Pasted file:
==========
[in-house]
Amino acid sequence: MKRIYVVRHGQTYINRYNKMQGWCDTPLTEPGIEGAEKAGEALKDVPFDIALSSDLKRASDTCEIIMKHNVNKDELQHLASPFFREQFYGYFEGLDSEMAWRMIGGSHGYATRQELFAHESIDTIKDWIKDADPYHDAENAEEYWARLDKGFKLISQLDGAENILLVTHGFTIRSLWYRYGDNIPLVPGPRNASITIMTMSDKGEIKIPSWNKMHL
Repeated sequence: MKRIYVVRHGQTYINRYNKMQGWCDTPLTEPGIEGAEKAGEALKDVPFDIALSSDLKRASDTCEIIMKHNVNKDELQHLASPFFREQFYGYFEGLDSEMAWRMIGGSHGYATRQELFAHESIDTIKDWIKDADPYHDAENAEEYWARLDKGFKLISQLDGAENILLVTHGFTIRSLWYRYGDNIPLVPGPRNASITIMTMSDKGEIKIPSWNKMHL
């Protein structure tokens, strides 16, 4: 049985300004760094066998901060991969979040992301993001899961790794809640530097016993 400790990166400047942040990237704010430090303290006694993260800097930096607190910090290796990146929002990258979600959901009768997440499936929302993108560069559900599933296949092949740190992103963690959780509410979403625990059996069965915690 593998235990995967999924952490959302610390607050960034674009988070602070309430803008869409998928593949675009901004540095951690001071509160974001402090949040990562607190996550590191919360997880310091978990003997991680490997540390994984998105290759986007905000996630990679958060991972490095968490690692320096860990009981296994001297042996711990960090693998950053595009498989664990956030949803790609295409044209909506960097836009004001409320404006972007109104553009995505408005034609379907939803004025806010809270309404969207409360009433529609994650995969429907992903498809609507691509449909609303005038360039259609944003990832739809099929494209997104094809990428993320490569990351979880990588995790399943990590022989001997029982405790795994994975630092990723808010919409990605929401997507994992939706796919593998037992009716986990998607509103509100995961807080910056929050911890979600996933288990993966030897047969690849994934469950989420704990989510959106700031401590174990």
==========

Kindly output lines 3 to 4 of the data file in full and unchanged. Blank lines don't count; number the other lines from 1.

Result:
Repeated sequence: MKRIYVVRHGQTYINRYNKMQGWCDTPLTEPGIEGAEKAGEALKDVPFDIALSSDLKRASDTCEIIMKHNVNKDELQHLASPFFREQFYGYFEGLDSEMAWRMIGGSHGYATRQELFAHESIDTIKDWIKDADPYHDAENAEEYWARLDKGFKLISQLDGAENILLVTHGFTIRSLWYRYGDNIPLVPGPRNASITIMTMSDKGEIKIPSWNKMHL
């Protein structure tokens, strides 16, 4: 049985300004760094066998901060991969979040992301993001899961790794809640530097016993 400790990166400047942040990237704010430090303290006694993260800097930096607190910090290796990146929002990258979600959901009768997440499936929302993108560069559900599933296949092949740190992103963690959780509410979403625990059996069965915690 593998235990995967999924952490959302610390607050960034674009988070602070309430803008869409998928593949675009901004540095951690001071509160974001402090949040990562607190996550590191919360997880310091978990003997991680490997540390994984998105290759986007905000996630990679958060991972490095968490690692320096860990009981296994001297042996711990960090693998950053595009498989664990956030949803790609295409044209909506960097836009004001409320404006972007109104553009995505408005034609379907939803004025806010809270309404969207409360009433529609994650995969429907992903498809609507691509449909609303005038360039259609944003990832739809099929494209997104094809990428993320490569990351979880990588995790399943990590022989001997029982405790795994994975630092990723808010919409990605929401997507994992939706796919593998037992009716986990998607509103509100995961807080910056929050911890979600996933288990993966030897047969690849994934469950989420704990989510959106700031401590174990």